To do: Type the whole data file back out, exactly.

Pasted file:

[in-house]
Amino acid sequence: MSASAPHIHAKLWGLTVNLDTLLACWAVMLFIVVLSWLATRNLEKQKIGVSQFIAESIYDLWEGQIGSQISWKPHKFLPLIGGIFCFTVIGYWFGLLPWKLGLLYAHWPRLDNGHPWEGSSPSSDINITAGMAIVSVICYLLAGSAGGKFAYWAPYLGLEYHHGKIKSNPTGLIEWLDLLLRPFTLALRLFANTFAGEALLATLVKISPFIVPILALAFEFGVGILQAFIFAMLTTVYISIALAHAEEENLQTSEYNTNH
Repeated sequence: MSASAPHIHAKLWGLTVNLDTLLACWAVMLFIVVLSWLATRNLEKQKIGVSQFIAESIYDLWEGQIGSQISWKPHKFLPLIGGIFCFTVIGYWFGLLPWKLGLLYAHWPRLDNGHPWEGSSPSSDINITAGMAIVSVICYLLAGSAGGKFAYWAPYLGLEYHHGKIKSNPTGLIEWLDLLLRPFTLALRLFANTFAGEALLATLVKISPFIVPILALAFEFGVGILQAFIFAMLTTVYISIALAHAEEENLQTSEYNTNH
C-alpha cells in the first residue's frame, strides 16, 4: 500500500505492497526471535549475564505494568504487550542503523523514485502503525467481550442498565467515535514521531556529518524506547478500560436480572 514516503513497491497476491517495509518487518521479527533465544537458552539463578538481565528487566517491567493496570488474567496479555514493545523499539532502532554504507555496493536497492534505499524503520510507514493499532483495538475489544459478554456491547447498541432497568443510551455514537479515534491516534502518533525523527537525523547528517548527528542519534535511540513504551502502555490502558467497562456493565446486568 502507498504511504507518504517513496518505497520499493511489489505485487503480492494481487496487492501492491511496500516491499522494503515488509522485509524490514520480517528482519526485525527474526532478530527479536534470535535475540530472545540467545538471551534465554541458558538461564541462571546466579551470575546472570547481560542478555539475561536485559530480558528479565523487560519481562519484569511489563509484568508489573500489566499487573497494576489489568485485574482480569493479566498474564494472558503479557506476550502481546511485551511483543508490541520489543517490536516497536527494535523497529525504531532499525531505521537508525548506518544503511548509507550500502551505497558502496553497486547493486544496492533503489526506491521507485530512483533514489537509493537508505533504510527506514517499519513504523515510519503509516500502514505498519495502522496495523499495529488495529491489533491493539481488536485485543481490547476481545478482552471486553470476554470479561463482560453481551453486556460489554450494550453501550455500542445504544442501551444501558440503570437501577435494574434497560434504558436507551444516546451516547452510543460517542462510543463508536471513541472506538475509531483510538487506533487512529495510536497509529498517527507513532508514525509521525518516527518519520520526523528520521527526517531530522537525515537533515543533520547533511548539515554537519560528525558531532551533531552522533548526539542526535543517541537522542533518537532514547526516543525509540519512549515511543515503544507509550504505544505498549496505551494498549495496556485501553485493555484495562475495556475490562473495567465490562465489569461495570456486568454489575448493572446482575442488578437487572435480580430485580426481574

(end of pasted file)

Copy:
[in-house]
Amino acid sequence: MSASAPHIHAKLWGLTVNLDTLLACWAVMLFIVVLSWLATRNLEKQKIGVSQFIAESIYDLWEGQIGSQISWKPHKFLPLIGGIFCFTVIGYWFGLLPWKLGLLYAHWPRLDNGHPWEGSSPSSDINITAGMAIVSVICYLLAGSAGGKFAYWAPYLGLEYHHGKIKSNPTGLIEWLDLLLRPFTLALRLFANTFAGEALLATLVKISPFIVPILALAFEFGVGILQAFIFAMLTTVYISIALAHAEEENLQTSEYNTNH
Repeated sequence: MSASAPHIHAKLWGLTVNLDTLLACWAVMLFIVVLSWLATRNLEKQKIGVSQFIAESIYDLWEGQIGSQISWKPHKFLPLIGGIFCFTVIGYWFGLLPWKLGLLYAHWPRLDNGHPWEGSSPSSDINITAGMAIVSVICYLLAGSAGGKFAYWAPYLGLEYHHGKIKSNPTGLIEWLDLLLRPFTLALRLFANTFAGEALLATLVKISPFIVPILALAFEFGVGILQAFIFAMLTTVYISIALAHAEEENLQTSEYNTNH
C-alpha cells in the first residue's frame, strides 16, 4: 500500500505492497526471535549475564505494568504487550542503523523514485502503525467481550442498565467515535514521531556529518524506547478500560436480572 514516503513497491497476491517495509518487518521479527533465544537458552539463578538481565528487566517491567493496570488474567496479555514493545523499539532502532554504507555496493536497492534505499524503520510507514493499532483495538475489544459478554456491547447498541432497568443510551455514537479515534491516534502518533525523527537525523547528517548527528542519534535511540513504551502502555490502558467497562456493565446486568 502507498504511504507518504517513496518505497520499493511489489505485487503480492494481487496487492501492491511496500516491499522494503515488509522485509524490514520480517528482519526485525527474526532478530527479536534470535535475540530472545540467545538471551534465554541458558538461564541462571546466579551470575546472570547481560542478555539475561536485559530480558528479565523487560519481562519484569511489563509484568508489573500489566499487573497494576489489568485485574482480569493479566498474564494472558503479557506476550502481546511485551511483543508490541520489543517490536516497536527494535523497529525504531532499525531505521537508525548506518544503511548509507550500502551505497558502496553497486547493486544496492533503489526506491521507485530512483533514489537509493537508505533504510527506514517499519513504523515510519503509516500502514505498519495502522496495523499495529488495529491489533491493539481488536485485543481490547476481545478482552471486553470476554470479561463482560453481551453486556460489554450494550453501550455500542445504544442501551444501558440503570437501577435494574434497560434504558436507551444516546451516547452510543460517542462510543463508536471513541472506538475509531483510538487506533487512529495510536497509529498517527507513532508514525509521525518516527518519520520526523528520521527526517531530522537525515537533515543533520547533511548539515554537519560528525558531532551533531552522533548526539542526535543517541537522542533518537532514547526516543525509540519512549515511543515503544507509550504505544505498549496505551494498549495496556485501553485493555484495562475495556475490562473495567465490562465489569461495570456486568454489575448493572446482575442488578437487572435480580430485580426481574